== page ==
A ‘closed door’ policy was practised in the nineteenth century because the Ranas feared the expansionism of the British in India. Although Nepal had been defeated in the 1814-16 Anglo-Nepalese War, the country retained its independence. A British Resident was established in Kathmandu, but Nepal was not like one of the Indian princely states and was never part of the formal British Raj. The Resident lived under a kind of house arrest in the Kathmandu Valley and he did not have great influence over Nepalese politics.
Jung Bahadur Rana, however, made a strategic decision to side with the British in the Indian Mutiny/First War of Independence in 1857, and was personally involved in the recapture of Lucknow from the rebels. In practice, Jung Bahadur traded support for the colonialists in exchange for Nepal’s freedom from British rule. This suited the British: the Anglo-Nepalese war had proved that Nepal would be hard to conquer and, as an independent state beholden to the British, it was a useful buffer zone between their Indian empire and China to the north. What is more, the British were keen to recruit hardy Nepalese hillmen into the British Indian Army, and although the Ranas at first tried to hinder this, it was impossible to stop the constant drain of manpower from the hills to India. In time, the hillmen, known as Gurkhas, became one of the most valued fighting forces in the British Indian Army.
In the first half of the twentieth century, the rationale for isolation changed. Rather than protecting Nepal from the British, the Rana regime sought to protect itself from its own subjects. The rise of the Indian Nationalist Movement meant that revolutionary ideas were circulating throughout the subcontinent. While those ideas could unseat the British, they could just as easily be used by the Ranas’ internal opponents to challenge the family’s authority. Nepal therefore had to be insulated from the political upheavals sweeping India. The movement of people had to be restricted, and industrial development, the provision of education and modernisation in general had to be managed because these processes would only accelerate the dangers posed to the regime.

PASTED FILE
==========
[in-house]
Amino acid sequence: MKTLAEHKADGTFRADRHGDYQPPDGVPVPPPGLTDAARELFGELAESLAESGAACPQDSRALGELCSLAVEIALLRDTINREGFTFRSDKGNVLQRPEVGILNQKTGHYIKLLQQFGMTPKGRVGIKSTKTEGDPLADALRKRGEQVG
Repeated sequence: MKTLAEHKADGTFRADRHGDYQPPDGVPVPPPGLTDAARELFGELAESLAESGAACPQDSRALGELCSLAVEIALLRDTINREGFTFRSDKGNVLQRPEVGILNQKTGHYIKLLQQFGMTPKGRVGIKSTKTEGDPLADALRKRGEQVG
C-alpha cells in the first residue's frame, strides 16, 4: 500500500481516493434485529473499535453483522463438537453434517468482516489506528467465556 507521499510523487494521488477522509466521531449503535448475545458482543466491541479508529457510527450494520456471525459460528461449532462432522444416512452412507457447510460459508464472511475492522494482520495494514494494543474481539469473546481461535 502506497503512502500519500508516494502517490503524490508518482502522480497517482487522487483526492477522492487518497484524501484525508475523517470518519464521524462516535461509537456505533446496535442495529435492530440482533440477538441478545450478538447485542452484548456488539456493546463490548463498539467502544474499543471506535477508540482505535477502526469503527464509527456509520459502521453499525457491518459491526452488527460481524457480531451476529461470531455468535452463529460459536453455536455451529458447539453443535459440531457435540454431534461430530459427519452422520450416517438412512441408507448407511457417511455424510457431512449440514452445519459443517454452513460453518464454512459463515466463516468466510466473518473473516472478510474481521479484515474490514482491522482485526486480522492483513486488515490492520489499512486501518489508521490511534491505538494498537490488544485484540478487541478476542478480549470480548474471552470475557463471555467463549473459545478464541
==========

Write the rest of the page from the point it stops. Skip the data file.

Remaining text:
As their internal position weakened, the Ranas clung more firmly to the British, seeing them as friends rather than enemies, and as a vital prop to their rule. The regime allowed 100,000 Nepali men to serve the British in the First World War, and this sacrifice was recognised by the British- Nepal Treaty of Friendship in 1923, which formalised arrangements for the recruitment of Gurkha troops into the British Indian Army in exchange for a handsome annual ‘subsidy’ to be paid into the Rana coffers. The treaty also acknowledged Nepal’s complete independence.
As British power in the subcontinent waned and their rule was abruptly ended in 1947, the Ranas were left dangerously exposed. They were beset by their own domestic problems; the family was internally divided between legitimate and illegitimate branches, and political opposition in the country was fuelled by migrant Nepalese who returned from India armed with ideas about democracy. In this sense, the Ranas had been entirely correct to worry about political contagion from the south. What is more, the newly independent Congress government of India was unlikely to be sympathetic to a neighbouring government that had actively supported the very colonial regime Congress had fought so long to expel. In 1951, these pressures came to a head, and an anti-Rana movement toppled the family with help from India.